Tell us a little about ‘Know Your Style’. What inspired you to write the book? How did you get started?
I’m a former fashion editor with many years’ experience on women’s magazines, and freelance for the Financial Times, the Daily Telegraph and the Guardian. Nine years ago, I founded the popular blog That’s Not My Age to celebrate life and style over-40. Having left my job to go freelance, I felt there was a gap online for women of my age and beyond. I kept seeing lots of inspirational, stylish, talented people in my daily life but not in the media and so it all started from there, really. Know Your Style is my second book, it offers expert advice and tips for women of all ages and has loads of interviews with creative women who inspire me. I strongly believe that it’s not about age, it’s about style. That looking good is not about buying loads of new stuff but spending time figuring out what makes you feel chic and comfortable and confident.
Do you have a favourite chapter?
Style–you can practise it! – is my favourite chapter. This is based on the premise that we happily spend time preparing food and perfecting recipes, fine-tuning a yoga move or musical performance, but when it comes to clothes and putting outfits together, there is definitely a more gung-ho tendency to throw things on and hope for the best. A tried-and-tested recipe is something we come back to; once accomplished, confidence allows us to experiment with new ingredients, to jazz things up and add a bit of ourselves. The idea of practicing style, of working at what we wear until it’s perfect, and then some, is so obvious, yet so underused and unsung.
I knew I was onto something when Lucinda Chambers told me, ‘The most stylish women I know are older, one is in her 80s and the other in her 60s. I think it takes time, and that’s all right. I can’t be doing with the idea that ‘you are born with style’. That’s nonsense, you should experiment and play around and make mistakes because it will get easier if you practise!’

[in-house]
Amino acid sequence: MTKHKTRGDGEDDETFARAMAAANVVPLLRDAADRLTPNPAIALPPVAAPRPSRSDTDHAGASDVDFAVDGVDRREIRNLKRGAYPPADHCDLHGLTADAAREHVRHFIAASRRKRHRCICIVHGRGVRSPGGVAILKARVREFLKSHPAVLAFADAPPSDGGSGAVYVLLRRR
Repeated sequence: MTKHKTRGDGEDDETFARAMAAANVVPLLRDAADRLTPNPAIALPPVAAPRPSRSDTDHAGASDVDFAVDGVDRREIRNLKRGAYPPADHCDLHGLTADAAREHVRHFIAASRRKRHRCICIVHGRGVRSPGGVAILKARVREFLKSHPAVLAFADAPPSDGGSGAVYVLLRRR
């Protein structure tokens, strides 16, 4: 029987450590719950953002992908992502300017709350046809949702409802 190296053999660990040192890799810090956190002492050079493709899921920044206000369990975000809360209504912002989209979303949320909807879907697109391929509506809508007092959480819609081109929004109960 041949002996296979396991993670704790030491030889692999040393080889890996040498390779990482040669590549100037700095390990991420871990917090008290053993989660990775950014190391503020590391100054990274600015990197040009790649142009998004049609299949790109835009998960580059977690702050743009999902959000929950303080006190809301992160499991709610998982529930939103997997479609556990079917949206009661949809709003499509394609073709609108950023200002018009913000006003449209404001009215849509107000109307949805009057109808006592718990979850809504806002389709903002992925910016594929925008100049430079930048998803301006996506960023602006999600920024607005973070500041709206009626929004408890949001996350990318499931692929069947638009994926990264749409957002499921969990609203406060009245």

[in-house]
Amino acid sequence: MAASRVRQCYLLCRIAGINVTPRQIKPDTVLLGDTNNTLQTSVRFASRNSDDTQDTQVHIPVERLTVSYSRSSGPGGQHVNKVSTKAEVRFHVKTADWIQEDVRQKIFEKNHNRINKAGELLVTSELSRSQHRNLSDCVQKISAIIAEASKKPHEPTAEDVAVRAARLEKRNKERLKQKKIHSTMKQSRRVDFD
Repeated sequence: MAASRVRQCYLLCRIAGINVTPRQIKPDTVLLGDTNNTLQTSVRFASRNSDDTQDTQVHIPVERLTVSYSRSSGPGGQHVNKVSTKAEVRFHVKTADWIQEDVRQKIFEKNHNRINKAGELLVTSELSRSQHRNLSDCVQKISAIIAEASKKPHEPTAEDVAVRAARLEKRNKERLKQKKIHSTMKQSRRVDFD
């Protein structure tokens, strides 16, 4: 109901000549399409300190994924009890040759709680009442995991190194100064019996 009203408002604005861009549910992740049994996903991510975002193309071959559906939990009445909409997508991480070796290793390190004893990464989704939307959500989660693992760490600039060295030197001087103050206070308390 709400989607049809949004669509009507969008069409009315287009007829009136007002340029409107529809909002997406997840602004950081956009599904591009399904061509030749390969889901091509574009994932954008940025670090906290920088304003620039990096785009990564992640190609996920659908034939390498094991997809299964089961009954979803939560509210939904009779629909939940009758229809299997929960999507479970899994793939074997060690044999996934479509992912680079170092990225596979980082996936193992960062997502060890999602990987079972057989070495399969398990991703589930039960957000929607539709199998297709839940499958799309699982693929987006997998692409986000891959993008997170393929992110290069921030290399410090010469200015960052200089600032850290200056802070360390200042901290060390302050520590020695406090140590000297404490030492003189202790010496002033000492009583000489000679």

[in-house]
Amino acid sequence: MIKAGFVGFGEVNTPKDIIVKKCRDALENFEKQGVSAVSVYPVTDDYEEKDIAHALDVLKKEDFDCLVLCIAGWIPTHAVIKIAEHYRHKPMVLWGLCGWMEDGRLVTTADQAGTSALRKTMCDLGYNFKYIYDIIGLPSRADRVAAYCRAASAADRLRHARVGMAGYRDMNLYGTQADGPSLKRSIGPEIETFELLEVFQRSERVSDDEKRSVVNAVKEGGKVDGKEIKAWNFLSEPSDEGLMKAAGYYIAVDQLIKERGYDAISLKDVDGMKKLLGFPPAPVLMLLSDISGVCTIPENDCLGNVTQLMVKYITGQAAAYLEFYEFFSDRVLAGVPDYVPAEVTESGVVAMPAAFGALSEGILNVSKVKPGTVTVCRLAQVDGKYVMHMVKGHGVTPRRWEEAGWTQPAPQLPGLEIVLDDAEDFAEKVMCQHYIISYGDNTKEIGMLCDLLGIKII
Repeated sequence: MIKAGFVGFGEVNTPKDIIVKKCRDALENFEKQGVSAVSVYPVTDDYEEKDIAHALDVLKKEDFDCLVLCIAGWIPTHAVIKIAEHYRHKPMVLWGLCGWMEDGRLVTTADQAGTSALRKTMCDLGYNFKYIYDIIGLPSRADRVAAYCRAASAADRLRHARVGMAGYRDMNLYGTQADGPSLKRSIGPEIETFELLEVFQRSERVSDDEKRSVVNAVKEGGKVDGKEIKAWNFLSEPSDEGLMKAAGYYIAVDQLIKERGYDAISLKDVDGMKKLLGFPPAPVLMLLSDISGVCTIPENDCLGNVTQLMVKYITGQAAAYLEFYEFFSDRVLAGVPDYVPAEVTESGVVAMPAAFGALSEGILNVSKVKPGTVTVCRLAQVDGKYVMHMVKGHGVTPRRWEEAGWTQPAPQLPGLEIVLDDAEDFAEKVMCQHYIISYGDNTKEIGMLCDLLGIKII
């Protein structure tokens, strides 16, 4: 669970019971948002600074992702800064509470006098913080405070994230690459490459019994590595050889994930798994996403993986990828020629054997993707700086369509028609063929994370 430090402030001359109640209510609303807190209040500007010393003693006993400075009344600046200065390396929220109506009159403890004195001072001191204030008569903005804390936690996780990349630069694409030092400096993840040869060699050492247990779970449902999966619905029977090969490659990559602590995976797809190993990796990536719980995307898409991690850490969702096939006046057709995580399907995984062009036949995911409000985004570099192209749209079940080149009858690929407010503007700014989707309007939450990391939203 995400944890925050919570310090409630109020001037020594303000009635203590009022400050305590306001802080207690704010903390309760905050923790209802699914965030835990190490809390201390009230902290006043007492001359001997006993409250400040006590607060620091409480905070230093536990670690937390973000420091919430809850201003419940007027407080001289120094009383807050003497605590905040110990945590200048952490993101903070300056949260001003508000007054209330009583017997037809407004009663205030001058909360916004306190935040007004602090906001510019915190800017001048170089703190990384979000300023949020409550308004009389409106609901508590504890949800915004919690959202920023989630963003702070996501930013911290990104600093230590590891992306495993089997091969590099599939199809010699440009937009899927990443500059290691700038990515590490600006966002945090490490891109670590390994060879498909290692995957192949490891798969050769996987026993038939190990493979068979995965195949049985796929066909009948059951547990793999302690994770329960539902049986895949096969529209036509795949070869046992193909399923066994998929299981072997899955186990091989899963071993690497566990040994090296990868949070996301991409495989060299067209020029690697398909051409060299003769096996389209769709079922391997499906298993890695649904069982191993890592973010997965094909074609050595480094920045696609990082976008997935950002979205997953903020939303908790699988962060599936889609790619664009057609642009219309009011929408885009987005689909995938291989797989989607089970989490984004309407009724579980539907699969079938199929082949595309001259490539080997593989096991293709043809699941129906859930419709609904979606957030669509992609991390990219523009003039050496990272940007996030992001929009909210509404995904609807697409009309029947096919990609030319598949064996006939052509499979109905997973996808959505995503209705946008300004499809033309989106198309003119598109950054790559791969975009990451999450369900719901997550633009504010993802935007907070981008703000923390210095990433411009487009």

What was the biggest style question you wanted the book to answer?
Over my 30-year career in fashion, from magazine reader makeovers to meeting women at various events and online, or simply chatting to friends (even the ones who seem confident, comfortable and chic) – I have regularly been asked questions about style. And this often comes down to establishing ‘what goes with what.’ What accessories complement a favourite outfit, what colours coordinate well – or make the perfect mismatch, what to wear for a special occasion without spending loads of money or ending up looking like Barbara Cartland? This is the key question I wanted to answer in Know Your Style – read it to find many style solutions!
Who is your ultimate style icon?
Women like Katharine Hepburn, Tilda Swinton, the New York stylist and beauty entrepreneur Linda Rodin (who I interviewed for the book) are my icons, their style is timeless, ageless and androgynous – and I love it.
Alyson’s party dressing favourites: statement shirt, the satin jumpsuit and the ‘kick ass’ blazer
What are 5 things every woman should have in her wardrobe?